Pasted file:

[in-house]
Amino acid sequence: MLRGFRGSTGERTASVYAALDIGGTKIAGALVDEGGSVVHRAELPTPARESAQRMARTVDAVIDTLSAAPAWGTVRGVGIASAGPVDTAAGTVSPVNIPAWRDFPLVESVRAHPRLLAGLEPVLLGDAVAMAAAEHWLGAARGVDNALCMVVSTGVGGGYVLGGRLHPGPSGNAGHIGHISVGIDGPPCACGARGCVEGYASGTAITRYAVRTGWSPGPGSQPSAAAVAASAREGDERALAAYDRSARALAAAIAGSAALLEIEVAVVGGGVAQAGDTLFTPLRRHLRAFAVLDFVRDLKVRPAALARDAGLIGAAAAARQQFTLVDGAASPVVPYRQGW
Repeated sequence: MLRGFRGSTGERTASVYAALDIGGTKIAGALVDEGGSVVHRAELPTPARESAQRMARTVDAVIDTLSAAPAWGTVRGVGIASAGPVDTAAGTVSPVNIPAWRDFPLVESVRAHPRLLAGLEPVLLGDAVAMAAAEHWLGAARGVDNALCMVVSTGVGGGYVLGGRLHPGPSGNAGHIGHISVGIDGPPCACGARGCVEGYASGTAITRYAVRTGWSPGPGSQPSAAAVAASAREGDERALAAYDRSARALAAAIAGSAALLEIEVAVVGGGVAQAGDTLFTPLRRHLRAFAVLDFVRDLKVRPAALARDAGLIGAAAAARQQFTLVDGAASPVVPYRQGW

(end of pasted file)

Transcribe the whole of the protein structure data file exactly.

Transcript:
[in-house]
Amino acid sequence: MLRGFRGSTGERTASVYAALDIGGTKIAGALVDEGGSVVHRAELPTPARESAQRMARTVDAVIDTLSAAPAWGTVRGVGIASAGPVDTAAGTVSPVNIPAWRDFPLVESVRAHPRLLAGLEPVLLGDAVAMAAAEHWLGAARGVDNALCMVVSTGVGGGYVLGGRLHPGPSGNAGHIGHISVGIDGPPCACGARGCVEGYASGTAITRYAVRTGWSPGPGSQPSAAAVAASAREGDERALAAYDRSARALAAAIAGSAALLEIEVAVVGGGVAQAGDTLFTPLRRHLRAFAVLDFVRDLKVRPAALARDAGLIGAAAAARQQFTLVDGAASPVVPYRQGW
Repeated sequence: MLRGFRGSTGERTASVYAALDIGGTKIAGALVDEGGSVVHRAELPTPARESAQRMARTVDAVIDTLSAAPAWGTVRGVGIASAGPVDTAAGTVSPVNIPAWRDFPLVESVRAHPRLLAGLEPVLLGDAVAMAAAEHWLGAARGVDNALCMVVSTGVGGGYVLGGRLHPGPSGNAGHIGHISVGIDGPPCACGARGCVEGYASGTAITRYAVRTGWSPGPGSQPSAAAVAASAREGDERALAAYDRSARALAAAIAGSAALLEIEVAVVGGGVAQAGDTLFTPLRRHLRAFAVLDFVRDLKVRPAALARDAGLIGAAAAARQQFTLVDGAASPVVPYRQGW